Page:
From the Maestro

From the Maestro

201404241986 The journey of education and discovery that I was privileged to take because of the commission to write what became Echoes, is one of the most satisfying and rewarding chapters of my musical life.  Steven Alvarez (ASO Principal Percussion) was working at the Alaska Native Heritage Center which had a dynamic and fruitful partnership with several other organizations and museums entitled ECHO (Education through Cultural and Historic Organizations.  The other organizations were The Bishop Museum in Honolulu, The New Bedford Whaling Museum, the Inupiat Heritage Center in Barrow and the Peabody Essex Museum.)   In the spring of 2003, Lyell Rushton, a consultant to several of the ECHO partners  remarked in a meeting that the ECHO partners should commission a symphony. 

The ASO had just finished performing the Alan Hovhaness piece: And God Created Great Whales and Rushton’s remark sparked the idea of Echoes. Steven started throwing out ideas for the piece and the partners were receptive to them.  Fast forward a few years later,  knowing that I had already created several other Native American fusion projects, Steven asked me to submit materials and apply for the commission.  I did so and was extremely lucky to get the job! 

The connecting thread between these organization’s regions was at first the early 19th Century China trade and later the commercial whaling industry.  During this time sailing and whaling ships would leave New England, sail all the way around the southern tip of South America, then up to Alaska to purchase furs, and then to Hawaii for sandalwood and later to hunt for whales.  Native Alaskan and Native Hawaiian history include whaling as well.  So!  The piece was, to some extent, going to be about whaling!  There were additional instructions connected to the commission.  I was to include Native American, Native Alaskan and Native Hawaiian music in the piece plus visual imagery and sounds from  those regions.  Seeing that indigenous dances were completely linked to the music, it was clear that this work was going to be a big, multi-media spectacle with a full orchestra combining with indigenous dancers, singers and drummers plus video of the natural environments.  Wow!  There aren’t many models to follow!  Did Brahms ever write anything like this?  So, it might be a little silly for a composer to say this, but I was making it up as I went along,  not only with the material, but exactly how to structure the piece.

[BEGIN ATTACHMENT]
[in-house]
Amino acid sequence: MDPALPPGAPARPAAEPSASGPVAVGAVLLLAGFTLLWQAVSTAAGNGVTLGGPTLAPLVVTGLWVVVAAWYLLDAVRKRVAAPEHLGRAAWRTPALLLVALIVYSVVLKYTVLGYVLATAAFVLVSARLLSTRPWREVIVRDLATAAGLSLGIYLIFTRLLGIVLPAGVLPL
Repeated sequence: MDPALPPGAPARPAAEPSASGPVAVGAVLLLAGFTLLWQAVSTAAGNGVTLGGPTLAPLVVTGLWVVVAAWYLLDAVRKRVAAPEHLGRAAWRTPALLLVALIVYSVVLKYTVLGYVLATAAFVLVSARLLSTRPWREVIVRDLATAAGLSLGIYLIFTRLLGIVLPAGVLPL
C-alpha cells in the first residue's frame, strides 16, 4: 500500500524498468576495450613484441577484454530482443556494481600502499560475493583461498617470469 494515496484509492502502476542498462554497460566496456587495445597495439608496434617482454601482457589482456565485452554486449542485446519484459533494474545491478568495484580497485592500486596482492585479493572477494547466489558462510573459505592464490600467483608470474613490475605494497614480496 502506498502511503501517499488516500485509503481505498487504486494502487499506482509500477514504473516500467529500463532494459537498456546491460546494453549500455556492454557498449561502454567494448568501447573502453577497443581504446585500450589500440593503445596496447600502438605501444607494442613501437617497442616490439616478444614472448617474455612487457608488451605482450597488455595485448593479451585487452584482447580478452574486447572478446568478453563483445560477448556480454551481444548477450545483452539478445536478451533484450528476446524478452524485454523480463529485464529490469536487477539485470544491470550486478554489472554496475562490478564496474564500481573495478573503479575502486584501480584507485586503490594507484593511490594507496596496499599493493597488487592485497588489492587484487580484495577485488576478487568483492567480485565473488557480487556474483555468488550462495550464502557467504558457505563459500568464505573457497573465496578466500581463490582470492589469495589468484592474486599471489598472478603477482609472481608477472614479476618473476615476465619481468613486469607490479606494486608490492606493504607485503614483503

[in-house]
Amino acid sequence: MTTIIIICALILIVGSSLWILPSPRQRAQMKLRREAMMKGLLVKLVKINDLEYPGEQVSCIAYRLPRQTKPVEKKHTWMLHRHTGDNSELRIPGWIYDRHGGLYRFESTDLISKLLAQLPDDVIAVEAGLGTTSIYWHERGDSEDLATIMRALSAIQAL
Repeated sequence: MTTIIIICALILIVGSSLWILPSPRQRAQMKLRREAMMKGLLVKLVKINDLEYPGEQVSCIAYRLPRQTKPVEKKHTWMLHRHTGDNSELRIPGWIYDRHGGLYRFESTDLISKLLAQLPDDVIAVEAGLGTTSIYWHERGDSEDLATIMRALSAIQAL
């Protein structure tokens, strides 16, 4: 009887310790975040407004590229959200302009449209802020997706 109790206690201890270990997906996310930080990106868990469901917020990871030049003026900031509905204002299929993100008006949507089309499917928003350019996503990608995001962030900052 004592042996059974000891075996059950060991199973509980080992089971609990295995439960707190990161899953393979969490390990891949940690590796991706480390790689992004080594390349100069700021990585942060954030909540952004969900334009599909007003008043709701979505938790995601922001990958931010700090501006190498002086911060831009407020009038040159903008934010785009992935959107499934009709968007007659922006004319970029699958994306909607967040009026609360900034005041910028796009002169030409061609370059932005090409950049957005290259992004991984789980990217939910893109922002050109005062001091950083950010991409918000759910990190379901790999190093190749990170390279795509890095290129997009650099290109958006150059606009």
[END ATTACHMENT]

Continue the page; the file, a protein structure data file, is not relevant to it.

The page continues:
With Steven along as my guide, I visited the Alaska Native Heritage Center, various sights around New England,   (THAT was an amazing trip!)  then to Barrow to hear Inupiat music.  Wow.  It was a little overwhelming.  The drums, the dances, the history, the culture, the passion!  In each location I heard and saw the magnificent musical/dance traditions.  I asked lots of questions.  LOTS of questions.  In several locations I got up and tried to do the dances myself, much to the enormous amusement of the locals (especially the children.) 

There was one piece that struck me as a possible thread to musically sew the structure together.  It’s a Native American dance entitled “Sneak Up.”  I heard it on the Wampanoag reservation, but it is danced by Native Americans all over North America.  As I understand it, a sneak up can be sung to celebrate a hunter sneaking up on prey or a warrior sneaking up on an enemy.  Either way, it was truly compelling!  I thought it kind of fit the entire dramatic story I was beginning to uncover as I made my journeys.  Commercial whalers tried to “sneak up” on whales and people of European descent were slowly “sneaking up” on all the indigenous peoples of Native America.  Armed with all the musical material I needed and a deep sense of the feeling that I felt when hearing all this music (which is really what I tried to capture) I was ready to begin writing, or in many cases since I was using material that I heard, arranging. 

It really didn’t take me all that long to write the piece, maybe four months or so.  I decided to structure it into scenes, writing a scene from each location plus an introduction and finale, and using the “sneak-up” as a kind of recurring theme to sew it all together.  I really wanted to put all the material together into a big finale that would really capture the exuberant feelings that I had.  So (Hey! I studied counterpoint in college!) I created a big mash-up with musical material from all the locations singing and dancing together with high hopes of a bigger metaphor of human inclusion.  That took a while to “tweak” everything so it would all fit but eventually it did.  In addition, I just can’t resist using rock instruments as a kind of fifth instrument group (strings, woodwinds, brass, percussion and now, rock band) to get a little extra bite and rhythm in some of the sections.

The premiere was enormously exciting, and I am absolutely thrilled and humbled to bring it to Anchorage once again. 

<December 2018>


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The Anchorage Symphony Orchestra is funded, in part, by the Atwood Foundation, Richard L and Diane M Block Foundation , Municipality of Anchorage, Anchorage Assembly, Alaska State Council on the Arts, National Endowment for the Arts and through the generosity of many individuals and corporate community leaders.
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